SOMETIMES IT'S LONELY being a reporter in this town.

For the first two hours of the Columbia River Crossing's (CRC) Project Sponsors Council meeting I was the only Portland reporter in the room. A key discussion about our region's largest transportation project and there I was, all alone in back, typing away on my Twitter machine.

Maybe the CRC should take the PETA approach with reporters. I'm sure people would pay more attention to tolling if the politicians involved wore little more than skintight body suits patterned with the colors of endangered snakes. Come on, Sam Adams. Step it up!

Another recent lonesome afternoon was the June 16 city council meeting where the vast city hall chambers were pretty much reduced to just me, four members of city council, and Portland Copwatch's Dan Handelman. He had come (also all alone) to protest a change to the police complaint investigation process. If only he had thought to arrive naked, covered in raspberry jam meant to represent the blood of the innocent, maybe he would've gotten more attention.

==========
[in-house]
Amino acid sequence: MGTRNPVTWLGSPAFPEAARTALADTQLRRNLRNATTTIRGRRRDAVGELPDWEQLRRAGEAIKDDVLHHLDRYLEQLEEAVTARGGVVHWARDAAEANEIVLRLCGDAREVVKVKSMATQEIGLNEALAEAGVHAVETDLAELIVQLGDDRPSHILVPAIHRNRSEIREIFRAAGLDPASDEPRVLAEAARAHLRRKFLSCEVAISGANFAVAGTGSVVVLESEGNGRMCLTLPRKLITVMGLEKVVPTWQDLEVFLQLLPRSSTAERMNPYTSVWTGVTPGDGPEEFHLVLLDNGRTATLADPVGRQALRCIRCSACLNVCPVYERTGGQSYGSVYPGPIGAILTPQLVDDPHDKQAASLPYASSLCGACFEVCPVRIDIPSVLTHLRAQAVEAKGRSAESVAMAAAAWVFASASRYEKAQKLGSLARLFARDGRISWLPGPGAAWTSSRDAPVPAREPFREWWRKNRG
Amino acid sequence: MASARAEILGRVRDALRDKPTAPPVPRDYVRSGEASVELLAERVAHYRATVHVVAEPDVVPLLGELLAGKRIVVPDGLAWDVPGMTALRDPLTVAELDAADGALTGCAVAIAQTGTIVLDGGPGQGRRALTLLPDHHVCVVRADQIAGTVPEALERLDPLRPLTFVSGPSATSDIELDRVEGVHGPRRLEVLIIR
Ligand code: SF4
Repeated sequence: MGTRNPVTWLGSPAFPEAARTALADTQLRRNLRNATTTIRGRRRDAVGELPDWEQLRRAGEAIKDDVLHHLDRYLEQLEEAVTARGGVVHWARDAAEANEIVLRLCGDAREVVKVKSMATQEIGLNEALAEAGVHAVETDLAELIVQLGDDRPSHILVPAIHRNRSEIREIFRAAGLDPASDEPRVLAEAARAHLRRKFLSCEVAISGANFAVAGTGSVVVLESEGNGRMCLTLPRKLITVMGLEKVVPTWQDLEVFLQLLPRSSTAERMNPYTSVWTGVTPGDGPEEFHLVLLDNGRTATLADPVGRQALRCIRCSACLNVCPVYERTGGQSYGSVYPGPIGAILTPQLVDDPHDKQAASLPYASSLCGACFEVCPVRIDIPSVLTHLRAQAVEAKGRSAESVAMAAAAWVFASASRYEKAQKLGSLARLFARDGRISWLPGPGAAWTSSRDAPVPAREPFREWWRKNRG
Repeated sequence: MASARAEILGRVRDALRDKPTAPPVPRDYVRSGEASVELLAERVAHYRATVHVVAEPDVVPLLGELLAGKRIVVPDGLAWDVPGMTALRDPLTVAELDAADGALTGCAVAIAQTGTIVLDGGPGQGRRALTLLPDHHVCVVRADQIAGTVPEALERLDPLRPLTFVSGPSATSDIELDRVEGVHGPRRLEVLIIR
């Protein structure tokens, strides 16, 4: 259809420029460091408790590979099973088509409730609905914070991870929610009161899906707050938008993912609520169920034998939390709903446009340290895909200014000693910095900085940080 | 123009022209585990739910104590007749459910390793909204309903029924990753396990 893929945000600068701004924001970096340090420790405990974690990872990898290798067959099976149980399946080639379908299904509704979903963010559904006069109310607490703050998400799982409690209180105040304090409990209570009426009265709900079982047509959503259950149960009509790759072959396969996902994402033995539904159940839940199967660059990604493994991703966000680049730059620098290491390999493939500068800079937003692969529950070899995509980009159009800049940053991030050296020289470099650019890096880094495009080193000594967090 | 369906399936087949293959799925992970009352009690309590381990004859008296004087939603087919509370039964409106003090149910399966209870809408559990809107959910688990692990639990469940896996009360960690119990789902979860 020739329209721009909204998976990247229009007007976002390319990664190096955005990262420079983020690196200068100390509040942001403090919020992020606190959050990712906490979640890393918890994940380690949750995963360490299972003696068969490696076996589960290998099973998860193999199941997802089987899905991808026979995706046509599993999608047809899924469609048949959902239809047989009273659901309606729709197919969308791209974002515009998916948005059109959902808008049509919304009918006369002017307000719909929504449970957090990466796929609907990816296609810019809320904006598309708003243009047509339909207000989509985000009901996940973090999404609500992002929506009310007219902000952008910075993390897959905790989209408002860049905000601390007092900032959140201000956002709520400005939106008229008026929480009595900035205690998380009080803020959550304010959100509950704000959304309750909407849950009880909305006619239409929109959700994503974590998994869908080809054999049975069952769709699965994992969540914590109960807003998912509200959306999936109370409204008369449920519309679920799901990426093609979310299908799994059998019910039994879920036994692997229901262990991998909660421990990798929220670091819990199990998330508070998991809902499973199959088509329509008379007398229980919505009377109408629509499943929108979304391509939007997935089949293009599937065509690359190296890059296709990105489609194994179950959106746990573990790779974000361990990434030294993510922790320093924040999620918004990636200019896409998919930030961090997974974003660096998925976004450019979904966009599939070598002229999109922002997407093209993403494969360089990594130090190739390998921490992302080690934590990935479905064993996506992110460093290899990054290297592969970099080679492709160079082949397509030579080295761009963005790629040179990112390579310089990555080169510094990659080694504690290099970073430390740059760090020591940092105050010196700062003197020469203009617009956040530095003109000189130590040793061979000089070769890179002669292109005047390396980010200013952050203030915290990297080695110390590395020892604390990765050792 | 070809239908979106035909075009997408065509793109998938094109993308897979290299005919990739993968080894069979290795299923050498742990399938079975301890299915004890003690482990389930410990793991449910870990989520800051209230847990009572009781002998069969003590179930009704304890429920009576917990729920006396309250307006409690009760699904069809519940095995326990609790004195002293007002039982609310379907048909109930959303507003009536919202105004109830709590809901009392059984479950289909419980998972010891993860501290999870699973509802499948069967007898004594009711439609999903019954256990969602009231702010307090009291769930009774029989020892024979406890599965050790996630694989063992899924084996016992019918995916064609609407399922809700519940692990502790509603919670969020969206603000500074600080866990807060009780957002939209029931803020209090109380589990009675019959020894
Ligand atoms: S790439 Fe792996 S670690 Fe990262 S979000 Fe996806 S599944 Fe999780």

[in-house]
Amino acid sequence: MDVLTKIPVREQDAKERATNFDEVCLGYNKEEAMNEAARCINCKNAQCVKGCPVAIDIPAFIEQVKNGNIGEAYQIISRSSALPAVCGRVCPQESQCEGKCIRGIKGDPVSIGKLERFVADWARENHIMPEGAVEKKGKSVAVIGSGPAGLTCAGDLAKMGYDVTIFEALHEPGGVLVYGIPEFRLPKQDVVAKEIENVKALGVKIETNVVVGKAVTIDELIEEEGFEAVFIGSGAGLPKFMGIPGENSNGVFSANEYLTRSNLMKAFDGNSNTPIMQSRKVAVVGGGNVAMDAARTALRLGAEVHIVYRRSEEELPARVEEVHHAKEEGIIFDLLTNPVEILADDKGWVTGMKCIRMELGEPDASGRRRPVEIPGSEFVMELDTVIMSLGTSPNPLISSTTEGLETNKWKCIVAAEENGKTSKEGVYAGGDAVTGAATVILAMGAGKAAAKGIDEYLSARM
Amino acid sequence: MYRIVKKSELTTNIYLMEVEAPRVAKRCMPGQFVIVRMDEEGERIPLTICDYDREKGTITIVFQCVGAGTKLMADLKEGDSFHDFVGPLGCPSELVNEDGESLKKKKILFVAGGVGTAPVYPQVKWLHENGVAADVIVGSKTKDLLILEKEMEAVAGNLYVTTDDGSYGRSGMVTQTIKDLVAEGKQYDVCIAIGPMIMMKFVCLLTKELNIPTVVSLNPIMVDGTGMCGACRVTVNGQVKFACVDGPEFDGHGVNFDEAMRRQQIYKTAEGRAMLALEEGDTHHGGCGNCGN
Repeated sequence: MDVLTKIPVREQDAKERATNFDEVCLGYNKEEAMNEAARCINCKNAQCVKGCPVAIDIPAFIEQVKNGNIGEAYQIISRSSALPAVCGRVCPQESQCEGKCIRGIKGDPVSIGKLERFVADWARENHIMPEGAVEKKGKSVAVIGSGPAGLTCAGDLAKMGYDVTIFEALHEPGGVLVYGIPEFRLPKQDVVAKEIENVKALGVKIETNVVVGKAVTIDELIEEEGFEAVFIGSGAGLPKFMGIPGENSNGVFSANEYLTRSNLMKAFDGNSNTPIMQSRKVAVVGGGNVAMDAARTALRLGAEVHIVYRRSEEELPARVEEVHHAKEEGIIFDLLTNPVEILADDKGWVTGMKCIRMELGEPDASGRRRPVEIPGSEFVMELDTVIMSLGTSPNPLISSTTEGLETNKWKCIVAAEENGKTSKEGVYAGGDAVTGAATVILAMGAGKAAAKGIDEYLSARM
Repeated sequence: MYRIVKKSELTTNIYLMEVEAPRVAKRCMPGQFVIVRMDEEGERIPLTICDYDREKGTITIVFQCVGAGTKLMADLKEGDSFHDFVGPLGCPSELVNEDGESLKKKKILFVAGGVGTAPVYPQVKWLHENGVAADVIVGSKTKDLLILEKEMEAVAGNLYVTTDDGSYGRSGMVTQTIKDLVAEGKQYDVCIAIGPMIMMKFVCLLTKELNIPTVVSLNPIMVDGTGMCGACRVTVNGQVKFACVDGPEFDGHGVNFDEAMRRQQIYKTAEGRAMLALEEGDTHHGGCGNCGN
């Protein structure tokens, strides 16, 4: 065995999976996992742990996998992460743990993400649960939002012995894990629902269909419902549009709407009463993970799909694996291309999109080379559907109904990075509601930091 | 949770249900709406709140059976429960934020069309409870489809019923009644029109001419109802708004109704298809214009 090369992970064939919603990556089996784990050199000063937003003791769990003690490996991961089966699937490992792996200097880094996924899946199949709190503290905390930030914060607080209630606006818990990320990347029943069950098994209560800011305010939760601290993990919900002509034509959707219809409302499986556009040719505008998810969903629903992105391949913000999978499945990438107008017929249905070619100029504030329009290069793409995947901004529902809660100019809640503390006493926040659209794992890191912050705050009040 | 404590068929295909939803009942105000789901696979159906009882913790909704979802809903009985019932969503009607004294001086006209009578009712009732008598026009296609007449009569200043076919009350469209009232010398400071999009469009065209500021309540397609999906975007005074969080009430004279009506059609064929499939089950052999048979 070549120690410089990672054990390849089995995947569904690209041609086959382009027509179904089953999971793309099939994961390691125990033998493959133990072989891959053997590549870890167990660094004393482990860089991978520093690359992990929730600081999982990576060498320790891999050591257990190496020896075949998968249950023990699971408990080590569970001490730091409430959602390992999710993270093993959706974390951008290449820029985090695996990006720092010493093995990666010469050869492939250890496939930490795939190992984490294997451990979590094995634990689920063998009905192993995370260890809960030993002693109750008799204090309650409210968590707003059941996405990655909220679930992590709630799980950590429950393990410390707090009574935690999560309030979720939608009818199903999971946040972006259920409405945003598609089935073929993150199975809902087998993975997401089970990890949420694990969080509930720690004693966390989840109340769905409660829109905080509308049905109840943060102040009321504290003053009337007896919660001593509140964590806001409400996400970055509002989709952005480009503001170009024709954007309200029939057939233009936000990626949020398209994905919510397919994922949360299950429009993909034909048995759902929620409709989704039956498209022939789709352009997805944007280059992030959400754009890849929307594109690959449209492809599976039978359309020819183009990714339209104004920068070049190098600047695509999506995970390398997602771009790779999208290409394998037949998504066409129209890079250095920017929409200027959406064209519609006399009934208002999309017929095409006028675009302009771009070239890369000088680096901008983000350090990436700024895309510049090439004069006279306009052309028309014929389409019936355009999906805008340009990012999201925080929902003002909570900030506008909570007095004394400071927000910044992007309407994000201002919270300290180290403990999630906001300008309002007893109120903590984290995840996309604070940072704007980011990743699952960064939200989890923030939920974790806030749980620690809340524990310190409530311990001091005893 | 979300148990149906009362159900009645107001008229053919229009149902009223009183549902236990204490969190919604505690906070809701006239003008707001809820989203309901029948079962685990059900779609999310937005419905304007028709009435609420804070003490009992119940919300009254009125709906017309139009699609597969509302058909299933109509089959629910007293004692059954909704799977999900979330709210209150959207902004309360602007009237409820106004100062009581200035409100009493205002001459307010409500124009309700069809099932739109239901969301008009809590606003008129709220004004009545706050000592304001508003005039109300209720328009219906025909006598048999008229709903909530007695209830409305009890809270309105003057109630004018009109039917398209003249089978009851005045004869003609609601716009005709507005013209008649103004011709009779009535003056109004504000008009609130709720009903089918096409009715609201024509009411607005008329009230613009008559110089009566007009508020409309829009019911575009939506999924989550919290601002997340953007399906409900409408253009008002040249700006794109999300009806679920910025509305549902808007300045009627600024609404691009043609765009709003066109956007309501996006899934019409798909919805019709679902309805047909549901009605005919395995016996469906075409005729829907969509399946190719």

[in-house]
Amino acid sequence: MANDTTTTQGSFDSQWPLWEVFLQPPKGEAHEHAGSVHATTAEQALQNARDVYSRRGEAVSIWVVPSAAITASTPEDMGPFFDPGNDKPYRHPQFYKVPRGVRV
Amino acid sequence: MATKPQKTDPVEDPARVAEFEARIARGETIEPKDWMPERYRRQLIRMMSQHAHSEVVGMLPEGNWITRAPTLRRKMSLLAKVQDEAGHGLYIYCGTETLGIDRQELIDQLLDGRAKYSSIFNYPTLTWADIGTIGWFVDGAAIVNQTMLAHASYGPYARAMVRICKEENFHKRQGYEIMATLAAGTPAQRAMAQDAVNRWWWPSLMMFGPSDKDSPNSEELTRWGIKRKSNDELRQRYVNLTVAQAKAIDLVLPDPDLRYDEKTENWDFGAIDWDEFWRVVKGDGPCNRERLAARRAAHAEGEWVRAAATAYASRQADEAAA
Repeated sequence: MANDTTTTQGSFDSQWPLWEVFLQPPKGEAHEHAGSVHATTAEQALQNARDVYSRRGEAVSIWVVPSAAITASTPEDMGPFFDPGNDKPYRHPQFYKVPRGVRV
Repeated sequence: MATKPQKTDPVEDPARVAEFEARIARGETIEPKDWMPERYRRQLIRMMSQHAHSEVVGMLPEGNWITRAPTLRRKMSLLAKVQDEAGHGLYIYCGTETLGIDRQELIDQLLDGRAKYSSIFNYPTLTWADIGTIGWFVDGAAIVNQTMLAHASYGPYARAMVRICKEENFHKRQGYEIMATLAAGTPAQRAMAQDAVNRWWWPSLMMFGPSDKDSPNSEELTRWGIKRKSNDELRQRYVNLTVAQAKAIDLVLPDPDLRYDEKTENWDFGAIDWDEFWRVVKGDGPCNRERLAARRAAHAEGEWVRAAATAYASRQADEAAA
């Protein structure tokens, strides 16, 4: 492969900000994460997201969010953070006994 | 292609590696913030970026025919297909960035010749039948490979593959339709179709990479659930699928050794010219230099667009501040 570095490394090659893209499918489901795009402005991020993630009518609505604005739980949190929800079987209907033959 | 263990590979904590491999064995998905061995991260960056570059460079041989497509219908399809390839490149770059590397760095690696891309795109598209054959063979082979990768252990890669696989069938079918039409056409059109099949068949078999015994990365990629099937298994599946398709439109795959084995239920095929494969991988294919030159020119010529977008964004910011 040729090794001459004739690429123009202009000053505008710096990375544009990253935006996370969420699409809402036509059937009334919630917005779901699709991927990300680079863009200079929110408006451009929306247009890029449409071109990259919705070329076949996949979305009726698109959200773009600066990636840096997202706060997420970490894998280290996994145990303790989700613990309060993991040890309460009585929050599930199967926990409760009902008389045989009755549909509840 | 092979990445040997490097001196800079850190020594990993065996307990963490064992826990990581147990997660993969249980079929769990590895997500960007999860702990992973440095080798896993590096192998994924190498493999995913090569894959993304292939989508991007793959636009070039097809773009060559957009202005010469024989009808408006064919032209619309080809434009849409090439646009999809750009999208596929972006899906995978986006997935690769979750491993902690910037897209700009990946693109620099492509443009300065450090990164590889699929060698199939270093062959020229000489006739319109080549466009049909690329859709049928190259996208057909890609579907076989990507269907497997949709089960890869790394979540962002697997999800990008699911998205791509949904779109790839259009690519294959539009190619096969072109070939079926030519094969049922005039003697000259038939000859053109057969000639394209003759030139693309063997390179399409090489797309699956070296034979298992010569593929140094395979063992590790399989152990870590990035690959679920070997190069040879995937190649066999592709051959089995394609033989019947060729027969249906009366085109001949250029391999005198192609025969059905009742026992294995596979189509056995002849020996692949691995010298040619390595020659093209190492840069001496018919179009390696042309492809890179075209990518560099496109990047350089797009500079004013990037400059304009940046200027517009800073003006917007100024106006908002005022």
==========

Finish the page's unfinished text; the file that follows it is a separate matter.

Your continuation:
Only one percent of citizen complaints against police wind up with real disciplinary action against officers ["Where Do Police Complaints Go?" News, June 24], and part of that is certainly because many complaints are off base. However, critics say it's also due to a system that favors cops over regular citizens, right down to the current change on the table, which would allow supervising officers to vote on whether complaints against lesser-ranking police are valid.

Commissioner Randy Leonard knew about the change in policy but for some reason didn't mention it to the citizen advisory committee on police oversight. Instead, its members found out about the change thanks to an email from Copwatch. And boy, were they pissed.

I was happy to have company, finally, when city council voted on the new policy this last Wednesday, June 23. Several members of the citizen advisory committee and the American Civil Liberties Union (ACLU) turned up to say they felt "frankly insulted" at not being told about the change.

Commissioner Dan Saltzman's no vote on the plan effectively shelved it until the citizen group gets a chance to weigh in this July. Please let it be a town hall format discussion with each stakeholder in their own cage, hurling tomatoes and statistics at one another—otherwise, it's just another tree falling in the forest, with no one to hear.